Turned left to Targa itself and then along a couple of paths to Alajero. Bar where second path joins road up from Playa Santiago closed. Turned off into central Alajero, where found an open bar with Bus Stop opposite. Perfect! Bus turned up on time and dropped us off by Jardin Tecina for next to nothing.

Conclusion on 1. I think the route we did is better than the one in the book – but I was looking for something different to the route through the cultivation terraces. Probably worth including as an alternative. The variation at the top was not planned in advance, but evolved when we got there.

The leg adjacent to the stream south of Targa is tricky/ steep sided in places with few foot/handholds.

An unexpected hazard was the local authority painting some of the bus stop benches – but not warning of this! My wife wrote off a pair of trousers! Not sure whether this is a seasonal event!

Overall, an enjoyable and rewarding walk. Nice to get up into the cool – and amongst some genuine village life.

4.2   Degollada de Peraza to San Sebastian (Walk 1)

San Sebastian port, La Gomera

This is one of the more accessible walks from Jardin Tecina without vertigo risk- although, by analysis of non-vertigo walks, I have since found a more accessible one, at least to start.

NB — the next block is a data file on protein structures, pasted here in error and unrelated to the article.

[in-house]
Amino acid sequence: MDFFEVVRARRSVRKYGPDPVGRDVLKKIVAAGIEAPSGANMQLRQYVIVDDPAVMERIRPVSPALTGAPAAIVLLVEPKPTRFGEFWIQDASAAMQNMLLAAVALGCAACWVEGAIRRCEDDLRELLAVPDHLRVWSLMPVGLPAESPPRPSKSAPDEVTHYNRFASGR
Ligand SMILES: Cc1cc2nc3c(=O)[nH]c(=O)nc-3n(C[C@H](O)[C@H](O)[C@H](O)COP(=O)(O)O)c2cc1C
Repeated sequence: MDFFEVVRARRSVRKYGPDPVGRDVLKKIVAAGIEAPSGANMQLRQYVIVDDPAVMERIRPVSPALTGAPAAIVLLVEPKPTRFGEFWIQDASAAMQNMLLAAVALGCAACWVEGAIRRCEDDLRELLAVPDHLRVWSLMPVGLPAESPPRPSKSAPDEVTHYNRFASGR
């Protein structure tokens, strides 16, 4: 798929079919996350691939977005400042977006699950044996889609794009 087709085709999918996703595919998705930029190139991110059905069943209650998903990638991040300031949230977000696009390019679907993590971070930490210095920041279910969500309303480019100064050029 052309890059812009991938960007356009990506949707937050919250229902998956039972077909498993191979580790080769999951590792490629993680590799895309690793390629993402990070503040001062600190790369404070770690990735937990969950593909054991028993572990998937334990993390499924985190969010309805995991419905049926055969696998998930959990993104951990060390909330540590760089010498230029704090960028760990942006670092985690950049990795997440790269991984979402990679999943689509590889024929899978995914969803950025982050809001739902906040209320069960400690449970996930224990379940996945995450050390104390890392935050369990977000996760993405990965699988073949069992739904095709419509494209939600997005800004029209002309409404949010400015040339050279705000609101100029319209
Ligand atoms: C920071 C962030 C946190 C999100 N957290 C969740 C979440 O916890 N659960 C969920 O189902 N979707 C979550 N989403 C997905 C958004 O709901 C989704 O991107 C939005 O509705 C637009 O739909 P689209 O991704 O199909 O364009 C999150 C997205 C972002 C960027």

We had toyed with which is gazetted as a’ vertigo trial’ but I had done the bottom 75% of this on my own on a previous visit, and had backed off when I reached a very sheer slope; furthermore, a section of this looked very sheer on Google Earth. It also looked pretty aggressive from the top of Degollada de Peraza.

Up here, we were in cloudy conditions, but the cloud base was well above us.

Shortly after the start, there was no observable issue with the landslide you mention. The path is quite steep sided in places and flat sided in others. Throughout the first 75 % or so, it is dominated by views of the main road from San Sebastian up to Degollada – and traffic noise from it, which was a pity.

On the plus side, we had some good views, and encountered a watchful raven, which I had not previously seen on the island.

The run down into San Sebastian was hard work, along a made up but very uneven ‘donkey’ track.

To return, we had the options of buses or the Fred. Olsen Ferry. We chose the latter, to give us a chance to relax a bit, an opportunity to see this section of coast, and avoid the lengthy/somewhat tedious road route.

We enjoyed the ferry ride, albeit that it was late starting by half an hour, it appeared because of a mechanical issue.

Conclusion on 2. We enjoyed the walk, but were disappointed by the main road/traffic noise impact and the extent of uneven donkey tracks on the descent. Probably good for anyone to do once, but I do not think we would do it again.